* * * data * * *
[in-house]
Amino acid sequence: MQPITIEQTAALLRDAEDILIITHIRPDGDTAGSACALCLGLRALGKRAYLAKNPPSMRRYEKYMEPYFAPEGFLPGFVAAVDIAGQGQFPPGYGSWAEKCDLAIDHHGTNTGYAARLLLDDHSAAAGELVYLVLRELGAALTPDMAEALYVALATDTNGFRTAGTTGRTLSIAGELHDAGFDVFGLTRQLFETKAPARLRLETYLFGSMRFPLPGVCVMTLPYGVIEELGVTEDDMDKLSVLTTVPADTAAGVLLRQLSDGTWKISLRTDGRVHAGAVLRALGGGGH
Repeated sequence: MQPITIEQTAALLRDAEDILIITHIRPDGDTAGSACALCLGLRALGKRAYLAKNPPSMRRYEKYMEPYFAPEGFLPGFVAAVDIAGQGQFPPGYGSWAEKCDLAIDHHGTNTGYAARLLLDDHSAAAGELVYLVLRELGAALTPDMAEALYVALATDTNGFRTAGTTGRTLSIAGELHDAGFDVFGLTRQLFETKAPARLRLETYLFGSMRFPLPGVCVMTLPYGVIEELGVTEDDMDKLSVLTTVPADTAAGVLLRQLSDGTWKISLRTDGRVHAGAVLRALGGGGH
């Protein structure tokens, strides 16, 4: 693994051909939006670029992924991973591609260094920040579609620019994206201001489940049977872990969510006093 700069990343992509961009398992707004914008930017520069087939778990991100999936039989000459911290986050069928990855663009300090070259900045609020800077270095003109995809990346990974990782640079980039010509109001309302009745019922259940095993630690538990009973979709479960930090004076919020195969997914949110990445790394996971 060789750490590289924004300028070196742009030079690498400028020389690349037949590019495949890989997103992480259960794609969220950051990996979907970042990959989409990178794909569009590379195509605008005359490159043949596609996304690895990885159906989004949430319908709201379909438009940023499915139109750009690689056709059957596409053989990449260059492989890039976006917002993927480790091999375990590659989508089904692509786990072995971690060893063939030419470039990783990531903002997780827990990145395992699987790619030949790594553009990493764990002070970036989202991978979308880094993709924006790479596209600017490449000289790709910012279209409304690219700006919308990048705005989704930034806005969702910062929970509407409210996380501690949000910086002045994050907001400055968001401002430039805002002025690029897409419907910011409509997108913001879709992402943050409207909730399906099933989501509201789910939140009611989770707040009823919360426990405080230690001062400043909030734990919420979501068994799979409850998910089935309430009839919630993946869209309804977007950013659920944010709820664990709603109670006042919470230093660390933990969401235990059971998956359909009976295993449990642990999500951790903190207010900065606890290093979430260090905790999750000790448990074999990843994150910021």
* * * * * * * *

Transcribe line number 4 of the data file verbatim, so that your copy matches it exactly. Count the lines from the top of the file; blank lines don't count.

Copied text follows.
């Protein structure tokens, strides 16, 4: 693994051909939006670029992924991973591609260094920040579609620019994206201001489940049977872990969510006093 700069990343992509961009398992707004914008930017520069087939778990991100999936039989000459911290986050069928990855663009300090070259900045609020800077270095003109995809990346990974990782640079980039010509109001309302009745019922259940095993630690538990009973979709479960930090004076919020195969997914949110990445790394996971 060789750490590289924004300028070196742009030079690498400028020389690349037949590019495949890989997103992480259960794609969220950051990996979907970042990959989409990178794909569009590379195509605008005359490159043949596609996304690895990885159906989004949430319908709201379909438009940023499915139109750009690689056709059957596409053989990449260059492989890039976006917002993927480790091999375990590659989508089904692509786990072995971690060893063939030419470039990783990531903002997780827990990145395992699987790619030949790594553009990493764990002070970036989202991978979308880094993709924006790479596209600017490449000289790709910012279209409304690219700006919308990048705005989704930034806005969702910062929970509407409210996380501690949000910086002045994050907001400055968001401002430039805002002025690029897409419907910011409509997108913001879709992402943050409207909730399906099933989501509201789910939140009611989770707040009823919360426990405080230690001062400043909030734990919420979501068994799979409850998910089935309430009839919630993946869209309804977007950013659920944010709820664990709603109670006042919470230093660390933990969401235990059971998956359909009976295993449990642990999500951790903190207010900065606890290093979430260090905790999750000790448990074999990843994150910021």